polar bear swim

From the 2009 Polar Bear Swim. 

Listen To Yourself

Have you noticed that the vast majority of those that celebrate cold exposure are young males? And of that group many are endomorphs? It is my belief that the stocky man with excess fat is the one most likely to benefit from cold exposure. Endomorphs in addition to having higher fat levels also tend to have more muscle. Muscle does throw off heat. And males, especially younger ones, tend to have more muscle.

Since we all aren’t resilient stocky young men with excess body fat, dialing in your own level of cold exposure is something you’ll need to figure out for yourself. No blog is going to know you better than yourself. For many the ideal amount of cold exposure will be zero. These days I take cool – not cold – showers and wear short-sleeve shirts even when others are wearing jackets. For me knowing I am temperature resilient across a wide range of temperatures is stress-reducing. Others might not feel the same way.


Add yours

  1. Stephan Raczak

    Nov 20, 2014 — 12:04 pm

    That girl in the picture has a flying fist coming her way 🙂

  2. I also think we look for very clear linear solutions, i.e. this will fix that, but life is far more complex, and so are the stresses that are unique to each of us. Maybe we just have to find ways to live that feel good for ourselves in the long term. And that sweet spot and what it entails will be different for each person, depending on what is going on in their lives at any given time.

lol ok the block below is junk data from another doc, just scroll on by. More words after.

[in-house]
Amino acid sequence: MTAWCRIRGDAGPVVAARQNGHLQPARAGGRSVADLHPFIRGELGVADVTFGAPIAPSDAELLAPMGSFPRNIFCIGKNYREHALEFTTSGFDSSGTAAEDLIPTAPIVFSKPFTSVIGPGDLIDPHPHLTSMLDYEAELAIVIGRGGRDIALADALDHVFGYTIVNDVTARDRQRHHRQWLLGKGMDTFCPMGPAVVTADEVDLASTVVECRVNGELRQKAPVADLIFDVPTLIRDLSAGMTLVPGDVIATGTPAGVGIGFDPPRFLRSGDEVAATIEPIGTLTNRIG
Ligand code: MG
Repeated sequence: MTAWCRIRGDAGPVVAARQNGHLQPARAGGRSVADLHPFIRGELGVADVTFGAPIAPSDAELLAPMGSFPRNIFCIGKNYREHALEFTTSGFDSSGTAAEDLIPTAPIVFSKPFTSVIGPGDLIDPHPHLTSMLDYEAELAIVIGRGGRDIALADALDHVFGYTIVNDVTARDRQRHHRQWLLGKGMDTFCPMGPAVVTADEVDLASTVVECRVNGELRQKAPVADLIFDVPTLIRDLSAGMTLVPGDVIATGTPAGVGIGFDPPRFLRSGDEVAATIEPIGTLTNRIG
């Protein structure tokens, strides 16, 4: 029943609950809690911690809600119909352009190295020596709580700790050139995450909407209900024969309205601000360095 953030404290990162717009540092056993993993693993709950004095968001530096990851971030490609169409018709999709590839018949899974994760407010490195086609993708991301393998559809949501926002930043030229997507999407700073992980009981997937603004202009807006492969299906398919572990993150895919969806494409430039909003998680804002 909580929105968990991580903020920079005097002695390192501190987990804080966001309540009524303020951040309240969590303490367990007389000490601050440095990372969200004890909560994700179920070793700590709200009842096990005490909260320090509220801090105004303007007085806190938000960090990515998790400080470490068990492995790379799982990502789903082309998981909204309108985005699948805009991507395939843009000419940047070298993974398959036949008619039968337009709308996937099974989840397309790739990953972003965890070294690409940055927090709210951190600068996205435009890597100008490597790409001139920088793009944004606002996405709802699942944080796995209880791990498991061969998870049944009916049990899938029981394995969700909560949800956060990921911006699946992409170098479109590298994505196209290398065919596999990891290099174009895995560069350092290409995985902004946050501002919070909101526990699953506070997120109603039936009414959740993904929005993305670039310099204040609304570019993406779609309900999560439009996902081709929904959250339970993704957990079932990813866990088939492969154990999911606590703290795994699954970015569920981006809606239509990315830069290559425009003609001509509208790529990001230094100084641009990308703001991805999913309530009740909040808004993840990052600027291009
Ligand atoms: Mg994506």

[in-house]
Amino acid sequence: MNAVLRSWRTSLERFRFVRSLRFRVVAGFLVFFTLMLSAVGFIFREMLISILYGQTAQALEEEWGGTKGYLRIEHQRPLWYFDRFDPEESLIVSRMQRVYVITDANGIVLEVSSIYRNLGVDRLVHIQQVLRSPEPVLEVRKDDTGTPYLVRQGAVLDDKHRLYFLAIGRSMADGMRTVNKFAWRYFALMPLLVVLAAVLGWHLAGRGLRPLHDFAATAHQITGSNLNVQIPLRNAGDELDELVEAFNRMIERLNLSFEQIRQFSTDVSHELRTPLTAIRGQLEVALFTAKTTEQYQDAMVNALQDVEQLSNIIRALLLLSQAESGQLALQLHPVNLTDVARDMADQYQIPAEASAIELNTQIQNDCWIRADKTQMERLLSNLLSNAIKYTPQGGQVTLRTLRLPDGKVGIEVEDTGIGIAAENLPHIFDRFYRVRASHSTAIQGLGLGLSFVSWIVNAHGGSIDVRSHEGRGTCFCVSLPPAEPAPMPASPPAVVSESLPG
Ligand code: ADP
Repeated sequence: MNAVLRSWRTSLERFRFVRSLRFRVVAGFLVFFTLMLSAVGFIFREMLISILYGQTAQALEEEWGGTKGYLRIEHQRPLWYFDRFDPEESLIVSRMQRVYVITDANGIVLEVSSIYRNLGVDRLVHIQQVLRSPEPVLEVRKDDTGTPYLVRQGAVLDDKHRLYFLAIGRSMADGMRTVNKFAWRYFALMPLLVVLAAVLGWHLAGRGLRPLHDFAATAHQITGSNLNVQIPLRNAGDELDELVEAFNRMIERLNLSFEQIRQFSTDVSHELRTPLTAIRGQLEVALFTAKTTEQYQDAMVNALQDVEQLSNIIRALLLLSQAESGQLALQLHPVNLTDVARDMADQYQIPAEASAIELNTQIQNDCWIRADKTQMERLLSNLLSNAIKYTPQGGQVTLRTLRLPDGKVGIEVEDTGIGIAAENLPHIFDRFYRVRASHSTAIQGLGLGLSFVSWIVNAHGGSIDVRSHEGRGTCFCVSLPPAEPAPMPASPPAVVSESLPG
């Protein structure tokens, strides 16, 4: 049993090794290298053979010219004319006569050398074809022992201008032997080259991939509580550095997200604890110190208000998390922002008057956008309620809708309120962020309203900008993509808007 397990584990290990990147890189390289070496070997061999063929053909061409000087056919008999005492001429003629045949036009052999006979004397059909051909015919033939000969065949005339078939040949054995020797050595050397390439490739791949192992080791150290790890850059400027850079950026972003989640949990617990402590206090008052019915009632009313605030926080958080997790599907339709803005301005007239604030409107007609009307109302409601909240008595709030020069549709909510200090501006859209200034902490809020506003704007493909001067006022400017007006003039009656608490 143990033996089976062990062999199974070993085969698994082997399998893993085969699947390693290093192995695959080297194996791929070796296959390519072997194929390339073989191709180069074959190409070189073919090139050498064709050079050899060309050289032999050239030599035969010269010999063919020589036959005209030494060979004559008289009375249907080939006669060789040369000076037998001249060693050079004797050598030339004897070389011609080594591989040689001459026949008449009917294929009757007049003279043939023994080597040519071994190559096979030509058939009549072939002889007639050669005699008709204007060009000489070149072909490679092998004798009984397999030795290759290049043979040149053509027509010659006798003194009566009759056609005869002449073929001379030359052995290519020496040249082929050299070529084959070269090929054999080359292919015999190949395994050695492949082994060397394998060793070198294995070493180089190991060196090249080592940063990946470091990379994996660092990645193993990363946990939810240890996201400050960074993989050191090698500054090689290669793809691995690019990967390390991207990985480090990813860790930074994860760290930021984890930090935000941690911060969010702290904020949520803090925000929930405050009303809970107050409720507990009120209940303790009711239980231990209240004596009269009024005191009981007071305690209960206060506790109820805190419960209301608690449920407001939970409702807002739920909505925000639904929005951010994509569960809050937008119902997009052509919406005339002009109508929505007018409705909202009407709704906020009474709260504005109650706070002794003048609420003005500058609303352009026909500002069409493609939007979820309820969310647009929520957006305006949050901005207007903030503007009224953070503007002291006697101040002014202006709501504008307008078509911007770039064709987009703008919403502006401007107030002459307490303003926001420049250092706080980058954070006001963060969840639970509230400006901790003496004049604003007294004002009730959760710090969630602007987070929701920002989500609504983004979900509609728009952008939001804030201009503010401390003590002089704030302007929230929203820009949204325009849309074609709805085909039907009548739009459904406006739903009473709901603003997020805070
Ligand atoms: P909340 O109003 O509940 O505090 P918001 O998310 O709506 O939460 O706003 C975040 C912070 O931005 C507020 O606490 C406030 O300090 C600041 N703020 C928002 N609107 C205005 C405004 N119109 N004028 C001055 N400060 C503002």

3. @Stephan – Never noticed that before.

    @Pauline – I agree.

  4. Whachu talkin’ bout, Michael?

  5. Hi, just found this. 40 yo male, losing weight with a combination of lchf and 5:2 diet (although my 2 days are 36ish hour fasts eg Sunday evening to Tuesday morning)
    Started having cold baths (6-8 degree Celsius) to see if they helped with weight loss and (pre diet) but found them really unpleasant but did find they pretty much eliminated my bad back. After hurting my back again whilst on the diet I’ve started the cold baths again, about 40 minutes is tolerable with warm hat and gloves whilst watching something funny (I have found ‘serious’ really isn’t distracting enough!) I am 188cm 94kg 21% bf (101kg January 1st) been mixing the lchf and cold baths for a fortnight. Lost about 4kg in that fortnight. Weigh myself every morning on waking and have seen a serious downward trend in bf as measured by an old tanita bf scale (I treat the value as indicative only and I only pay attention to the trend, which has pretty much reflected what I see in the mirror but this time it is dropping on a steeper slope than I am used to seeing) and my love handles seem to be reducing preferentially when usually they are the last to go (when sat in the bath the water basically reaches the base of the sternum (covering the abdominal body fat)
    I guess I pretty much fit your profile of a responder, still carry a reasonable amount of muscle for my age but high bf %, just wish the three hours after the cold bath weren’t so unpleasant!
    Sorry for the long ramble, Mike

  6. @Mike Ede – My concern would be you might be too much too fast. I believe the benefit of cold exposure comes from warming up quickly. Otherwise it is a stressor. Stress can crush metabolism. I’d be testing your morning body temps. You don’t want to lose a bunch of fat and then have your temps drop. Otherwise you’ll likely gain it back.

  7. Hi Mas,
    Agree completely, never experienced weight loss like it (obviously a bunch of it is water weight) interesting none the less. Off to read your link.